Five more MRIs to be allowed in outlying hospitals

A report by Physicians for Human Rights-Israel states that advanced medical equipment is unfairly distributed in Israel.

mri 88 (photo credit: )
mri 88
(photo credit: )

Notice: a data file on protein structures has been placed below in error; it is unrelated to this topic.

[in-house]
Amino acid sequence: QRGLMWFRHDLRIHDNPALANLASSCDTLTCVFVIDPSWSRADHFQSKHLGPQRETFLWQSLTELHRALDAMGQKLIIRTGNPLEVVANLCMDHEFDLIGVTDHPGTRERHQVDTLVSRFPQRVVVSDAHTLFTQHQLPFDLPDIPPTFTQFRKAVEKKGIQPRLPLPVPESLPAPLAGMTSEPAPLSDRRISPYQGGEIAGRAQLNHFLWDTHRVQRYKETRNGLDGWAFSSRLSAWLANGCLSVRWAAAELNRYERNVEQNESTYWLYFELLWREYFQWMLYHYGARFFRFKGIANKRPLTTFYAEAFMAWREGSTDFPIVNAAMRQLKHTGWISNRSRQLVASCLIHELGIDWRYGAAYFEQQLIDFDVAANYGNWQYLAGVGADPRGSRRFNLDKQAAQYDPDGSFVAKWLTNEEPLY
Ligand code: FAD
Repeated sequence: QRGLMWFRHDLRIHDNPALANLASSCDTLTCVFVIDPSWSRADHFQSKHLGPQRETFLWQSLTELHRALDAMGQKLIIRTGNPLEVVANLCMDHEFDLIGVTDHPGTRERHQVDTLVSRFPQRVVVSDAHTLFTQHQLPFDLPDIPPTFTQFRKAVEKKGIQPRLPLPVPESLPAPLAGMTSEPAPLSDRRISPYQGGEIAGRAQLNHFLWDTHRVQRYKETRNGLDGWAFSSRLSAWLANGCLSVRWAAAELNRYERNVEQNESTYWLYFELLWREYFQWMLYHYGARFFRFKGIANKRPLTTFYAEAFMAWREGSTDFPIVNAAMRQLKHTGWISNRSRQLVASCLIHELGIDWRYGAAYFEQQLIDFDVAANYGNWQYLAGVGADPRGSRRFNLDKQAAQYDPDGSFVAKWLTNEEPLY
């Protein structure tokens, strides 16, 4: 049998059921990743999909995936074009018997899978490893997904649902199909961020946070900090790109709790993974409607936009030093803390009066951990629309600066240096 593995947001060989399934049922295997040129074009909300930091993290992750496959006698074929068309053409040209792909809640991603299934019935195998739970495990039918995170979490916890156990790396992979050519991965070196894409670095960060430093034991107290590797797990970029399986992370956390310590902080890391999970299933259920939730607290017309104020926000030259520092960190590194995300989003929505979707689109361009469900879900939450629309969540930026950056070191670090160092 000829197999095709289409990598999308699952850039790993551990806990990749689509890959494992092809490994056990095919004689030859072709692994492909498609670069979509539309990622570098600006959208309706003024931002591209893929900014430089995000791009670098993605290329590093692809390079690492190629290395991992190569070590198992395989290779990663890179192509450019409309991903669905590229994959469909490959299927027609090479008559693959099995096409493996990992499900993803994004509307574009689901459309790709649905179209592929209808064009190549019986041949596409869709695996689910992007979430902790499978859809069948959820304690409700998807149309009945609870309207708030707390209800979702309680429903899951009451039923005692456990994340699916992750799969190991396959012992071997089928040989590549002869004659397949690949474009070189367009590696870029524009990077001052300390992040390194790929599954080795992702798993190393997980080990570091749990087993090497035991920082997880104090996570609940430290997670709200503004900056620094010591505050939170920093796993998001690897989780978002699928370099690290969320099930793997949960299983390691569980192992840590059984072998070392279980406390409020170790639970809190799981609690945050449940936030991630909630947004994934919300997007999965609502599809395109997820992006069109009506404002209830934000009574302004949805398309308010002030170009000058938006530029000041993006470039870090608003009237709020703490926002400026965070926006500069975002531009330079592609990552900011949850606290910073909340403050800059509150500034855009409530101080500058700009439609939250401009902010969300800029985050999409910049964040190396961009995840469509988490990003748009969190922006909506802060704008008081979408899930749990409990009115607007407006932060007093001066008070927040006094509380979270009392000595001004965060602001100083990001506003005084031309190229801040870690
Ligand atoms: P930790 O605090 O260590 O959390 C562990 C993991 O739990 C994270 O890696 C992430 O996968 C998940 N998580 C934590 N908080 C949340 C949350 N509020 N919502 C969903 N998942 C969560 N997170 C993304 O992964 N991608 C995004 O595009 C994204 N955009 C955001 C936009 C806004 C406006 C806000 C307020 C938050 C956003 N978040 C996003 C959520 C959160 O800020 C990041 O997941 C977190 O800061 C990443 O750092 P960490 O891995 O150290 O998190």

Following a report by Physicians for Human Rights-Israel that stated that advanced medical equipment is unfairly distributed in the country - with periphery areas having difficulty getting access to CT, MRI and other scanners, Health Ministry director-general Prof. Avi Yisraeli said Tuesday that "within a few days" five additional MRIs (magnetic resonance imaging) scans would be "distributed" via a tender, with preference given to hospitals in outlying areas. MRIs are routinely used to diagnose serious illness. But people in the North and South have to travel long distances for a scan, while the expensive devices are much more common in the center of the country. Yisraeli made this commitment after a query at the Knesset Labor, Social Affairs and Health Committee by Dr. Yuval Livnat of PHR-Israel, who presented data to the committee about the inequity. The director-general put some of the blame on the Treasury, which claimed that the existence of advanced scanners in some locations artificially "creates demand" for such services and is "not economic." The Treasury, for example, opposes the installation of an MRI at Poriya Medical Center in Tiberias. NU-NRP MK Arye Eldad, a physician by profession, said that in the last decade, there has been a growing understanding of the importance of MRIs in diagnosing disease early. He called on the Treasury to abandon its opposition to the purchase and installation of MRIs in the periphery. PHR-Israel congratulated the Health Ministry for its willingness for outlying hospitals to receive MRIs.